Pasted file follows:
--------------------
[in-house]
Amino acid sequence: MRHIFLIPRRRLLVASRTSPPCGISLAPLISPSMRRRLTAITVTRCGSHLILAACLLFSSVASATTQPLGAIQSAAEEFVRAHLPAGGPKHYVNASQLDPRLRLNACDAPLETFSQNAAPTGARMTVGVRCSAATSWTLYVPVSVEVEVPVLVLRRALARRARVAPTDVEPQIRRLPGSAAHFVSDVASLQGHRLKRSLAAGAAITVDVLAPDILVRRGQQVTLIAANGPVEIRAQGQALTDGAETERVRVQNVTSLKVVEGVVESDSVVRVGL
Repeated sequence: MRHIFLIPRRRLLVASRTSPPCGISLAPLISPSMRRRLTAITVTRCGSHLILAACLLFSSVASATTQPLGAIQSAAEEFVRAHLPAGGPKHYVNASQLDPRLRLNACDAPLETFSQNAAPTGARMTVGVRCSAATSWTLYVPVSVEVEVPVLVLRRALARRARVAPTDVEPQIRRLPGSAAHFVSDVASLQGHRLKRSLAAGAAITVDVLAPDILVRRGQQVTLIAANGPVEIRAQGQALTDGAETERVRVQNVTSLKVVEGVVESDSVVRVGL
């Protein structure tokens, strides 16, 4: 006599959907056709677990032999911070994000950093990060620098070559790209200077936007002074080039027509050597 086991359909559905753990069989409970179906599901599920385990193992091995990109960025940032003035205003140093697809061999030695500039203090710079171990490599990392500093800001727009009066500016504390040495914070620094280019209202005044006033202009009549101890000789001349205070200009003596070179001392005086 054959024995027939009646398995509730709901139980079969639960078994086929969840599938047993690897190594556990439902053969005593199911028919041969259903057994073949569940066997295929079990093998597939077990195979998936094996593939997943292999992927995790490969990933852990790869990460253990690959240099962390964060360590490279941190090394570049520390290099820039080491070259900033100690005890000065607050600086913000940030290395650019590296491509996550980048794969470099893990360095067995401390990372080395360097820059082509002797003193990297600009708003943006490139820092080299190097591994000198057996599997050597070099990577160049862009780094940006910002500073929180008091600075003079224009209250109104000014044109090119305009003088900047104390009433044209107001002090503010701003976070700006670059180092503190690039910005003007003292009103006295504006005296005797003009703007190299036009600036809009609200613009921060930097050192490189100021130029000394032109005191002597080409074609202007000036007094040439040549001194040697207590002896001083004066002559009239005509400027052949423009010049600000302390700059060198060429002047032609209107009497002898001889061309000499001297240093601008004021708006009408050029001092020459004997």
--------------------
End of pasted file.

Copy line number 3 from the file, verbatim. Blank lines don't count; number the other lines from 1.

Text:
Repeated sequence: MRHIFLIPRRRLLVASRTSPPCGISLAPLISPSMRRRLTAITVTRCGSHLILAACLLFSSVASATTQPLGAIQSAAEEFVRAHLPAGGPKHYVNASQLDPRLRLNACDAPLETFSQNAAPTGARMTVGVRCSAATSWTLYVPVSVEVEVPVLVLRRALARRARVAPTDVEPQIRRLPGSAAHFVSDVASLQGHRLKRSLAAGAAITVDVLAPDILVRRGQQVTLIAANGPVEIRAQGQALTDGAETERVRVQNVTSLKVVEGVVESDSVVRVGL